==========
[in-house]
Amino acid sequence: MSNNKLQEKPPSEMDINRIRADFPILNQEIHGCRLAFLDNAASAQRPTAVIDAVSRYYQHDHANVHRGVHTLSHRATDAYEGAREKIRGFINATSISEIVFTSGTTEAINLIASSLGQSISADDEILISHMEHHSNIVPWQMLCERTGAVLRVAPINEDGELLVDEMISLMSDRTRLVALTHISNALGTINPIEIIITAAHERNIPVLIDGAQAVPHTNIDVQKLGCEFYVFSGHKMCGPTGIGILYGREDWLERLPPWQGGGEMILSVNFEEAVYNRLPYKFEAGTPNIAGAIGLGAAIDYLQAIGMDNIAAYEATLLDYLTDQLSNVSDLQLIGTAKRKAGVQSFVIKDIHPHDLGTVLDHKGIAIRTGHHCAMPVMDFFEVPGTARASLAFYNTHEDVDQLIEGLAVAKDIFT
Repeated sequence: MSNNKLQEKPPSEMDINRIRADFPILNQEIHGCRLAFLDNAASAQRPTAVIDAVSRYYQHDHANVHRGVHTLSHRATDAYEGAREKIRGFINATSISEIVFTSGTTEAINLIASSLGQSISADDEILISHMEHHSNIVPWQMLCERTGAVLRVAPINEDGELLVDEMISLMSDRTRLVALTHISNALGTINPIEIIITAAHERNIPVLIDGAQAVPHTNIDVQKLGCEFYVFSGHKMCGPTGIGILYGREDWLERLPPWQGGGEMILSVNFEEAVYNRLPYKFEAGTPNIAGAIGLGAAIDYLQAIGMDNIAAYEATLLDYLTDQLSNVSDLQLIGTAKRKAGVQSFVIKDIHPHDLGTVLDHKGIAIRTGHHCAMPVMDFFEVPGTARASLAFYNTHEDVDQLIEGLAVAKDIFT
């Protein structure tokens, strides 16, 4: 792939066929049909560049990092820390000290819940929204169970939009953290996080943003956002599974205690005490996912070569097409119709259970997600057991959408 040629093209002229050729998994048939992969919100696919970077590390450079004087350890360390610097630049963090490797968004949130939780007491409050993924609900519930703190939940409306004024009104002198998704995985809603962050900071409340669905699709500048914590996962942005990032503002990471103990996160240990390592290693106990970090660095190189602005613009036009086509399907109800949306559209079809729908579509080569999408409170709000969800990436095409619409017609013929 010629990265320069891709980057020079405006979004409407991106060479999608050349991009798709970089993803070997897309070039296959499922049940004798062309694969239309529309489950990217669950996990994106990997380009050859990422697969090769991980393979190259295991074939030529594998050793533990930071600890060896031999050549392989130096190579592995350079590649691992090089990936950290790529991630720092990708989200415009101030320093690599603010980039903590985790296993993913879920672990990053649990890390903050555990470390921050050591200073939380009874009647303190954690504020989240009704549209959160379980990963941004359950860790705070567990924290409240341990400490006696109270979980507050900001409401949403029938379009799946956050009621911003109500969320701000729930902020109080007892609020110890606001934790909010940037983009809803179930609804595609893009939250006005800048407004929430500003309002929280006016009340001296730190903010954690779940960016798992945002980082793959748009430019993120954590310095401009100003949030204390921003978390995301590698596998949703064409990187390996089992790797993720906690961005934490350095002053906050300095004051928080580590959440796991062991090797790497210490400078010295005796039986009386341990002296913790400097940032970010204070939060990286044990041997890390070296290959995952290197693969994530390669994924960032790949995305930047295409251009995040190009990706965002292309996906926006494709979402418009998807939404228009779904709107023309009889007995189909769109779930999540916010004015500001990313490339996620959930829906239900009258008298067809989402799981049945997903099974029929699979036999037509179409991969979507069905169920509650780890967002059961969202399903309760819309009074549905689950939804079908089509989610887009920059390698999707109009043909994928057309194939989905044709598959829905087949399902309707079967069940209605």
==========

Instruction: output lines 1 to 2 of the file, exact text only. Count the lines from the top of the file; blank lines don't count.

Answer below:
[in-house]
Amino acid sequence: MSNNKLQEKPPSEMDINRIRADFPILNQEIHGCRLAFLDNAASAQRPTAVIDAVSRYYQHDHANVHRGVHTLSHRATDAYEGAREKIRGFINATSISEIVFTSGTTEAINLIASSLGQSISADDEILISHMEHHSNIVPWQMLCERTGAVLRVAPINEDGELLVDEMISLMSDRTRLVALTHISNALGTINPIEIIITAAHERNIPVLIDGAQAVPHTNIDVQKLGCEFYVFSGHKMCGPTGIGILYGREDWLERLPPWQGGGEMILSVNFEEAVYNRLPYKFEAGTPNIAGAIGLGAAIDYLQAIGMDNIAAYEATLLDYLTDQLSNVSDLQLIGTAKRKAGVQSFVIKDIHPHDLGTVLDHKGIAIRTGHHCAMPVMDFFEVPGTARASLAFYNTHEDVDQLIEGLAVAKDIFT